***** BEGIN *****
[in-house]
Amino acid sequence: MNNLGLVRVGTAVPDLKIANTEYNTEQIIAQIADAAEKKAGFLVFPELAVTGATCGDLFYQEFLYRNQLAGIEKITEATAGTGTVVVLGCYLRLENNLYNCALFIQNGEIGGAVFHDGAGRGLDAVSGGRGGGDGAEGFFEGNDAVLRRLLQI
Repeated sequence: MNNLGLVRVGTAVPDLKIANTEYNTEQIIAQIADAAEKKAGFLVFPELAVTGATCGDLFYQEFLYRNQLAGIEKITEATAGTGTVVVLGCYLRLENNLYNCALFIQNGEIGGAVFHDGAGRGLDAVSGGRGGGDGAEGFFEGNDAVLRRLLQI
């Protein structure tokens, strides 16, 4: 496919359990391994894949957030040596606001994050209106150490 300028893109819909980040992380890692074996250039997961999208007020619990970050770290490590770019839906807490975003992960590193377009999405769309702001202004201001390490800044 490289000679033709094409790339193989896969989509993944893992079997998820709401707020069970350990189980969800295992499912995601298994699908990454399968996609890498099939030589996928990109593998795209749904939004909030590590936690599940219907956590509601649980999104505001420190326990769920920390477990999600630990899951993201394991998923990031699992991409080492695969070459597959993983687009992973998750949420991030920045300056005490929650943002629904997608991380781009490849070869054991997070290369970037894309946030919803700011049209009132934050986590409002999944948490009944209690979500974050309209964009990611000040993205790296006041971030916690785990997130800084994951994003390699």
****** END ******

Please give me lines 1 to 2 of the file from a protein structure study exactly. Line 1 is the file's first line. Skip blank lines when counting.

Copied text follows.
[in-house]
Amino acid sequence: MNNLGLVRVGTAVPDLKIANTEYNTEQIIAQIADAAEKKAGFLVFPELAVTGATCGDLFYQEFLYRNQLAGIEKITEATAGTGTVVVLGCYLRLENNLYNCALFIQNGEIGGAVFHDGAGRGLDAVSGGRGGGDGAEGFFEGNDAVLRRLLQI